Birth injuries refer to damages or injuries that a baby suffers during the birthing process. These injuries can result from various factors, such as mechanical forces during delivery, medical negligence, or complications during pregnancy or labor. Some common examples of birth injuries include:

1. Brachial plexus injuries: Damage to the nerves that control movement and feeling in the arms and hands, often caused by excessive pulling or stretching during delivery.
2. Cephalohematoma: A collection of blood between the skull and the periosteum (the membrane covering the bone), usually caused by trauma during delivery.
3. Caput succedaneum: Swelling of the soft tissues of the baby's scalp, often resulting from pressure on the head during labor and delivery.
4. Fractures: Broken bones, such as a clavicle or skull fracture, can occur due to mechanical forces during delivery.
5. Intracranial hemorrhage: Bleeding in or around the brain, which can result from trauma during delivery or complications like high blood pressure in the mother.
6. Perinatal asphyxia: A lack of oxygen supply to the baby before, during, or immediately after birth, which can lead to brain damage and other health issues.
7. Subconjunctival hemorrhage: Bleeding under the conjunctiva (the clear membrane covering the eye), often caused by pressure on the head during delivery.
8. Spinal cord injuries: Damage to the spinal cord, which can result in paralysis or other neurological issues, may occur due to excessive force during delivery or medical negligence.

It's important to note that some birth injuries are unavoidable and may not be a result of medical malpractice. However, if a healthcare provider fails to provide the standard of care expected during pregnancy, labor, or delivery, they may be held liable for any resulting injuries.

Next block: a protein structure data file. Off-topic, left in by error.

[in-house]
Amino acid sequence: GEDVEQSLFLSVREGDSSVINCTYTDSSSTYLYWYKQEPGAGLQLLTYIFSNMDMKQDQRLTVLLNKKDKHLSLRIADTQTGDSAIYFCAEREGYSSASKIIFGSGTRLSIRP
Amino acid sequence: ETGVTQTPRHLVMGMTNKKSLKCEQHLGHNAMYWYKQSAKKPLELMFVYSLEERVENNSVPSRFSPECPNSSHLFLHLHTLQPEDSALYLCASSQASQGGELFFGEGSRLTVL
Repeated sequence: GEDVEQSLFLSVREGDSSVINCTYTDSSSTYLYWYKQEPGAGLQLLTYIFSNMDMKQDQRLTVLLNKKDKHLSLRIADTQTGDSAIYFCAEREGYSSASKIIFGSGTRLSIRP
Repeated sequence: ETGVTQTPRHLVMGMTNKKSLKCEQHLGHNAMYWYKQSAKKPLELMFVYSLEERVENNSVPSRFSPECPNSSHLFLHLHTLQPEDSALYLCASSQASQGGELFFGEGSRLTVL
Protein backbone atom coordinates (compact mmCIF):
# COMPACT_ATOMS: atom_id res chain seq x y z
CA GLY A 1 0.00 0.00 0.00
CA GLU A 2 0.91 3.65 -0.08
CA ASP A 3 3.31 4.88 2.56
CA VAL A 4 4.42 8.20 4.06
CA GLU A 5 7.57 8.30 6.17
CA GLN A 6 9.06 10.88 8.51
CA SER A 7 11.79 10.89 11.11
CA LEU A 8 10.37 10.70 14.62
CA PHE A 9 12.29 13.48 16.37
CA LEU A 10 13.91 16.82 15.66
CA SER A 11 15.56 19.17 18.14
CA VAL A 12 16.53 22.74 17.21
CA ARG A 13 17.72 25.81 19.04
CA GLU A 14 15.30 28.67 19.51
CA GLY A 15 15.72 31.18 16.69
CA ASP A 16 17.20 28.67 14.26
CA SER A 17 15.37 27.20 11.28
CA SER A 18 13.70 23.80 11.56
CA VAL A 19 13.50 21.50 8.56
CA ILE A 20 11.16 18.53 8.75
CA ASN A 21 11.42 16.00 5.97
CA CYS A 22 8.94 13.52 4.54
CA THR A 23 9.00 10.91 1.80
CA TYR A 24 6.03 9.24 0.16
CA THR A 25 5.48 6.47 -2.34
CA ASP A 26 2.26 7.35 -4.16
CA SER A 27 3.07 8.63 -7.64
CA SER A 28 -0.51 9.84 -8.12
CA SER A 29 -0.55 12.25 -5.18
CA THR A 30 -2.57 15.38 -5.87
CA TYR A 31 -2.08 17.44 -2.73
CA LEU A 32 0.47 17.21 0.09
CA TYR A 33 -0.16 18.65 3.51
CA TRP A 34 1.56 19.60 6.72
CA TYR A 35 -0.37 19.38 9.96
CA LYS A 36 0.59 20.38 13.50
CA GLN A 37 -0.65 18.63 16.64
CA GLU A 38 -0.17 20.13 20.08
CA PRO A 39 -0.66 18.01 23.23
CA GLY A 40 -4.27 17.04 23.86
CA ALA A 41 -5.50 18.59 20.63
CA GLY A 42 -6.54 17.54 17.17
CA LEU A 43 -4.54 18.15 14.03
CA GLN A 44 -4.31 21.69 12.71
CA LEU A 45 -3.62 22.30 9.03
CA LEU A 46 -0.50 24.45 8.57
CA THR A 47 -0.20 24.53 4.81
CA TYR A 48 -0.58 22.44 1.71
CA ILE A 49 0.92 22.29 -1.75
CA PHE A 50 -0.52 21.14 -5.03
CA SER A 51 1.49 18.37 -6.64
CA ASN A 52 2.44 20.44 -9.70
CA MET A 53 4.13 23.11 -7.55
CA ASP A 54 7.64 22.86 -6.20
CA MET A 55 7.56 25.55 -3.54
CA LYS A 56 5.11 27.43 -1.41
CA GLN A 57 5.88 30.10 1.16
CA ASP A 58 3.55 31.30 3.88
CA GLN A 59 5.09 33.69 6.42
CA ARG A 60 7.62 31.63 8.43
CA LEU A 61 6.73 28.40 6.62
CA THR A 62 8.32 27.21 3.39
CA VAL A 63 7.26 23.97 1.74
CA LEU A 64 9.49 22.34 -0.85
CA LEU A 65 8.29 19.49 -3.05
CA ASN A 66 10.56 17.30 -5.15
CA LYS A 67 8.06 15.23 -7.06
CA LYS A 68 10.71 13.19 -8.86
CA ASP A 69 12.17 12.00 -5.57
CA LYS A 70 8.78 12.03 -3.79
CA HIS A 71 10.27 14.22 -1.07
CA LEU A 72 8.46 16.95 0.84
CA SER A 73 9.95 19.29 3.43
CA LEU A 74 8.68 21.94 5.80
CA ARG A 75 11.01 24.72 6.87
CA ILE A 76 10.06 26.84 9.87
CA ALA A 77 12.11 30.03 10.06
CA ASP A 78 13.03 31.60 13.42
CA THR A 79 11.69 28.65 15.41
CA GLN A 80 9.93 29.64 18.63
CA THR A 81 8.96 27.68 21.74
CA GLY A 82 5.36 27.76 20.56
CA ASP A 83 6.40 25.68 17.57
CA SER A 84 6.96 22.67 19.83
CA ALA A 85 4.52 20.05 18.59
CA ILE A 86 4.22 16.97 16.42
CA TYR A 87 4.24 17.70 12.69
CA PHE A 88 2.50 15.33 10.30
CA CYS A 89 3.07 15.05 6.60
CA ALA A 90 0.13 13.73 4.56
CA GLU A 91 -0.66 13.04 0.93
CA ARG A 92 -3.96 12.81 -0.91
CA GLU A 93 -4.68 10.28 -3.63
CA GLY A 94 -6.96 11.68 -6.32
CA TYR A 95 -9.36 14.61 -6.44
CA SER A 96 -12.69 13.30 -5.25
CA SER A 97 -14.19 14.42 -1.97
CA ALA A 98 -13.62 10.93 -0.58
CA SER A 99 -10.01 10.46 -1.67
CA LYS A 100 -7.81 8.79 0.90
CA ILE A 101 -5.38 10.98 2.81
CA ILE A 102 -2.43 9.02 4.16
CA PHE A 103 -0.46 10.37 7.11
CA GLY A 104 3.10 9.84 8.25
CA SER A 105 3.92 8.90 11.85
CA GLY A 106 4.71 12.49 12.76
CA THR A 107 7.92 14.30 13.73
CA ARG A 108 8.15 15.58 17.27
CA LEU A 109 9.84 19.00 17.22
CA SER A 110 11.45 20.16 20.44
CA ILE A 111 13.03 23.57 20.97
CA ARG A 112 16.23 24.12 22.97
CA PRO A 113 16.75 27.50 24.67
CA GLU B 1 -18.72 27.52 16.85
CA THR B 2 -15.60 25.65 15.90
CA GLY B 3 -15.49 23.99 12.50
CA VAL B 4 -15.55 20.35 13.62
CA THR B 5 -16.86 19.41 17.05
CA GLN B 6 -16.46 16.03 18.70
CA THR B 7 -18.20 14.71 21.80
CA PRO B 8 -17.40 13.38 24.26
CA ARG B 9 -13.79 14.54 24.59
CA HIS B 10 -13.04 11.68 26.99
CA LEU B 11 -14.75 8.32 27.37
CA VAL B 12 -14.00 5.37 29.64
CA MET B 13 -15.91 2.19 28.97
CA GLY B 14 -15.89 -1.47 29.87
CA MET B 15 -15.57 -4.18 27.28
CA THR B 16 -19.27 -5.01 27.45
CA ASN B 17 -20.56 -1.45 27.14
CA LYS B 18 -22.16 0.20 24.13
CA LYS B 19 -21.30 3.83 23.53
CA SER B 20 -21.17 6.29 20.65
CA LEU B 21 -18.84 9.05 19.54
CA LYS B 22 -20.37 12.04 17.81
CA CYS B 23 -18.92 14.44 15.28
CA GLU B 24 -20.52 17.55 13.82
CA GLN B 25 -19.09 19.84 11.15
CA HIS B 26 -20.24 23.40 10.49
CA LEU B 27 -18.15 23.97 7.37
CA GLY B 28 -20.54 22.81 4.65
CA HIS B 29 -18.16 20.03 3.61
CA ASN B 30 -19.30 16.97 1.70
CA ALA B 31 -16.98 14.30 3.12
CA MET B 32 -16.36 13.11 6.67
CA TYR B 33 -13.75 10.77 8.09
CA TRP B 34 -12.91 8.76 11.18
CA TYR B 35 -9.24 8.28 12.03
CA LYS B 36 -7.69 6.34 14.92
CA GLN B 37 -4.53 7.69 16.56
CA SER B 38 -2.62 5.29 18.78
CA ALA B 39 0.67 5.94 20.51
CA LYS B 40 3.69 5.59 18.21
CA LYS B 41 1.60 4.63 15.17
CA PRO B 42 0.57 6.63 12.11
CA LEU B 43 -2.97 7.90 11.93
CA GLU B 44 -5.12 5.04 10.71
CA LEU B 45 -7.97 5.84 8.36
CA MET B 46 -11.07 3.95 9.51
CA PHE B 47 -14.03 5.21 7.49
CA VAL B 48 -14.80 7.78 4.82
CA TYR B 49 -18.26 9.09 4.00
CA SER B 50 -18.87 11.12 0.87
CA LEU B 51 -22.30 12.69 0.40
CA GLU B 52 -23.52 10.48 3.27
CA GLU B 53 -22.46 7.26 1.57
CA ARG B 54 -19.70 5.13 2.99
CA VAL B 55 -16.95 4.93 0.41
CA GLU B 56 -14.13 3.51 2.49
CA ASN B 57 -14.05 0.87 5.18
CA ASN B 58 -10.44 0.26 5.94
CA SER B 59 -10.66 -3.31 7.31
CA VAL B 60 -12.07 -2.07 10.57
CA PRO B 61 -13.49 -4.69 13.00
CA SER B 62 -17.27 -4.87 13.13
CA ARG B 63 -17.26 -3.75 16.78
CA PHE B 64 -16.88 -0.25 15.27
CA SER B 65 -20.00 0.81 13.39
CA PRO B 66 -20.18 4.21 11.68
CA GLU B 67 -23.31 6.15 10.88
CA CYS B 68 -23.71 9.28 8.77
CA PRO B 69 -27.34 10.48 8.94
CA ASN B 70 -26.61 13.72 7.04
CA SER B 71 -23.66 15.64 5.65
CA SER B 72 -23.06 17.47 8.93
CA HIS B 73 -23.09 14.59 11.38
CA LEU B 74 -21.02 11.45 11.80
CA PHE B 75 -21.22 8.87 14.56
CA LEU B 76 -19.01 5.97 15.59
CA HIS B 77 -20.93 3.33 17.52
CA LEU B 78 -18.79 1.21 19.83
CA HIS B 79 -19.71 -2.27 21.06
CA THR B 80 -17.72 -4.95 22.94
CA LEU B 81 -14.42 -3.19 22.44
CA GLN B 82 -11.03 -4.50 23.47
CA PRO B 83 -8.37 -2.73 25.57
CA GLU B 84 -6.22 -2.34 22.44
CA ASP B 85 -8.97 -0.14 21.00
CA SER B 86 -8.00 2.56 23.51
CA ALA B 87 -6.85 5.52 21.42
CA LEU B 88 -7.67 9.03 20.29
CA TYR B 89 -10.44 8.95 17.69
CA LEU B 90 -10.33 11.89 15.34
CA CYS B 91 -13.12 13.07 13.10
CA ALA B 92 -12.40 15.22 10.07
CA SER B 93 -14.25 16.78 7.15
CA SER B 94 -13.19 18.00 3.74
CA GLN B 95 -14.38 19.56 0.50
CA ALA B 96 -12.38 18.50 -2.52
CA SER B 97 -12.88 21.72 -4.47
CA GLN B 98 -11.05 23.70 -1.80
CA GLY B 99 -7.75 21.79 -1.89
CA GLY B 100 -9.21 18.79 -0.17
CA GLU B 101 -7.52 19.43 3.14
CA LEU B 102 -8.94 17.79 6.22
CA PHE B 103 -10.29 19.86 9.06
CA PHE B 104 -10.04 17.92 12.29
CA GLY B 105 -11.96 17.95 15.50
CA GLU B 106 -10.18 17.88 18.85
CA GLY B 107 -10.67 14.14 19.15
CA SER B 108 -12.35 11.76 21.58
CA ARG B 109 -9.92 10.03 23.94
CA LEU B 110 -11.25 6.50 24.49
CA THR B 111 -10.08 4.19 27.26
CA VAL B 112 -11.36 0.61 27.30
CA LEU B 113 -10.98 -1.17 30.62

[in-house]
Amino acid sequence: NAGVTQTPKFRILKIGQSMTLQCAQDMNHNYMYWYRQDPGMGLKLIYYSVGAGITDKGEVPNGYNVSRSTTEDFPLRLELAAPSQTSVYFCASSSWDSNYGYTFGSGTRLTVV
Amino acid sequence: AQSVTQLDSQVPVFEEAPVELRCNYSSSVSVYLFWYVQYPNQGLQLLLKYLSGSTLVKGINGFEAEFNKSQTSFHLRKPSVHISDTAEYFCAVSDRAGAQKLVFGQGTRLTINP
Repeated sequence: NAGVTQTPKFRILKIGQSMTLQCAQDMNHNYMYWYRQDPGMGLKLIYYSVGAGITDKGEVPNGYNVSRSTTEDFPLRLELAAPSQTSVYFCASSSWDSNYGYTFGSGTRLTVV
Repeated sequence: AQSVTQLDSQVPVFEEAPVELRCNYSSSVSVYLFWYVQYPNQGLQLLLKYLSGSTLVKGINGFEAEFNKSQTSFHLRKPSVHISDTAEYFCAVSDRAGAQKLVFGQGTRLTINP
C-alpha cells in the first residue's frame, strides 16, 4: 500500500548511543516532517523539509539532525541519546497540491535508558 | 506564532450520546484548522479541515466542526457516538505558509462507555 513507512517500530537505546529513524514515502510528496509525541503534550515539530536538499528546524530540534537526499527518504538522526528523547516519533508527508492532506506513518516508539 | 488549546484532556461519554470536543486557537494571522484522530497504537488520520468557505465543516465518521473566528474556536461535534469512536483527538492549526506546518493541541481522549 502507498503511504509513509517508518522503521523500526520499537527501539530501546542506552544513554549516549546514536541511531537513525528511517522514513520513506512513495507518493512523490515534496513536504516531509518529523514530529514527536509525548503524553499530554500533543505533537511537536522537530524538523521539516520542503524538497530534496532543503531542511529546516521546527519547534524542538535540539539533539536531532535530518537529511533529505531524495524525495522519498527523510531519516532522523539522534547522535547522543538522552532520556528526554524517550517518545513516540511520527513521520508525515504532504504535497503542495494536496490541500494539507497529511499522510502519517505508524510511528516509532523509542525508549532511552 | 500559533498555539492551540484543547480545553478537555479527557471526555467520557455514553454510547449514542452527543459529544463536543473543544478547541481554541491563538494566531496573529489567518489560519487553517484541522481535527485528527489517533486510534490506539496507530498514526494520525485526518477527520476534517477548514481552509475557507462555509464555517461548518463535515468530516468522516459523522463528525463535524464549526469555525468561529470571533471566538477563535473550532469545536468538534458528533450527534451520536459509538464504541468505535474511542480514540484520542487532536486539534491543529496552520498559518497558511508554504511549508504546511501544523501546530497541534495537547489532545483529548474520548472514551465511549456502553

Medical definitions of "Multiple Birth Offspring" refer to two or more children born to the same mother during one single pregnancy and childbirth. The most common forms of multiple birth offspring are twins (two babies), triplets (three babies), quadruplets (four babies), and so on.

The occurrence of multiple birth offspring is influenced by several factors, including genetics, maternal age, the use of fertility treatments, and other medical conditions. Multiple birth offspring may be identical (monozygotic) or fraternal (dizygotic), depending on whether they developed from a single fertilized egg or from separate eggs.

Multiple birth offspring often face unique health challenges, such as preterm birth, low birth weight, and developmental delays, due to the limited space and resources available in the womb. As a result, they may require specialized medical care and attention both during and after pregnancy.

Maternal age is a term used to describe the age of a woman at the time she becomes pregnant or gives birth. It is often used in medical and epidemiological contexts to discuss the potential risks, complications, and outcomes associated with pregnancy and childbirth at different stages of a woman's reproductive years.

Advanced maternal age typically refers to women who become pregnant or give birth at 35 years of age or older. This group faces an increased risk for certain chromosomal abnormalities, such as Down syndrome, and other pregnancy-related complications, including gestational diabetes, preeclampsia, and cesarean delivery.

On the other end of the spectrum, adolescent pregnancies (those that occur in women under 20 years old) also come with their own set of potential risks and complications, such as preterm birth, low birth weight, and anemia.

It's important to note that while maternal age can influence pregnancy outcomes, many other factors – including genetics, lifestyle choices, and access to quality healthcare – can also play a significant role in determining the health of both mother and baby during pregnancy and childbirth.

"Delivery, Obstetric" is a medical term that refers to the process of giving birth to a baby. It involves the passage of the fetus through the mother's vagina or via Caesarean section (C-section), which is a surgical procedure.

The obstetric delivery process typically includes three stages:

1. The first stage begins with the onset of labor and ends when the cervix is fully dilated.
2. The second stage starts with full dilation of the cervix and ends with the birth of the baby.
3. The third stage involves the delivery of the placenta, which is the organ that provides oxygen and nutrients to the developing fetus during pregnancy.

Obstetric delivery requires careful monitoring and management by healthcare professionals to ensure the safety and well-being of both the mother and the baby. Various interventions and techniques may be used during the delivery process to facilitate a safe and successful outcome, including the use of medications, assisted delivery with forceps or vacuum extraction, and C-section.